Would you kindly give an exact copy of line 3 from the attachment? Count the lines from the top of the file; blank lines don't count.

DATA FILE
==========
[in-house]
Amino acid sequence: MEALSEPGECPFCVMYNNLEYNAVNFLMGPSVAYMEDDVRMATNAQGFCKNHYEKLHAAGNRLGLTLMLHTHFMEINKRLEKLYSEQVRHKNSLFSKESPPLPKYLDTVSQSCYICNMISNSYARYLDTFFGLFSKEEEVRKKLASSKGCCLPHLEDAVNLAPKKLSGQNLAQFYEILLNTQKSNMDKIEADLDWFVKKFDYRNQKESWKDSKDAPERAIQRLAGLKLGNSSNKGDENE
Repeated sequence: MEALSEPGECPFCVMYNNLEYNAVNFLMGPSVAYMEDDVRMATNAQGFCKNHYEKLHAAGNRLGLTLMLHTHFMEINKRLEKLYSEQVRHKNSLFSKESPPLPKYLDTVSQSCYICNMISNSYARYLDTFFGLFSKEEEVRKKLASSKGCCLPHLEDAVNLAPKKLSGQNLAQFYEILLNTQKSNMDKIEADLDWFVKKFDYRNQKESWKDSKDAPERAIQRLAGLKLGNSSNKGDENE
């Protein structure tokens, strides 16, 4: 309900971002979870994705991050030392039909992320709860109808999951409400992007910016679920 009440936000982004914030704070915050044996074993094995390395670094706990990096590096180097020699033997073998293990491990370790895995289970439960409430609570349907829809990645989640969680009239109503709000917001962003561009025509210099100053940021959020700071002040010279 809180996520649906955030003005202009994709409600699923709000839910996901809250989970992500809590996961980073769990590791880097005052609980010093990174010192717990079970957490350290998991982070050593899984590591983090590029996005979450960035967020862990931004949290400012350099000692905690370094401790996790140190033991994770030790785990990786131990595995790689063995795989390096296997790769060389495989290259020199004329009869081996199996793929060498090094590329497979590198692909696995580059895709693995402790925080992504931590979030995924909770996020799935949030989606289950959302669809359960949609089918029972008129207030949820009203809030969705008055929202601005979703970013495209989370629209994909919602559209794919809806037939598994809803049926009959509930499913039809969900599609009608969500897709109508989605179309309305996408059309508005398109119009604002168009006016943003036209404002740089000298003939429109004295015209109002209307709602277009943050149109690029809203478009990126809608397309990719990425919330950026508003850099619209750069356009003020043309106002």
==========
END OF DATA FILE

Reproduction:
Repeated sequence: MEALSEPGECPFCVMYNNLEYNAVNFLMGPSVAYMEDDVRMATNAQGFCKNHYEKLHAAGNRLGLTLMLHTHFMEINKRLEKLYSEQVRHKNSLFSKESPPLPKYLDTVSQSCYICNMISNSYARYLDTFFGLFSKEEEVRKKLASSKGCCLPHLEDAVNLAPKKLSGQNLAQFYEILLNTQKSNMDKIEADLDWFVKKFDYRNQKESWKDSKDAPERAIQRLAGLKLGNSSNKGDENE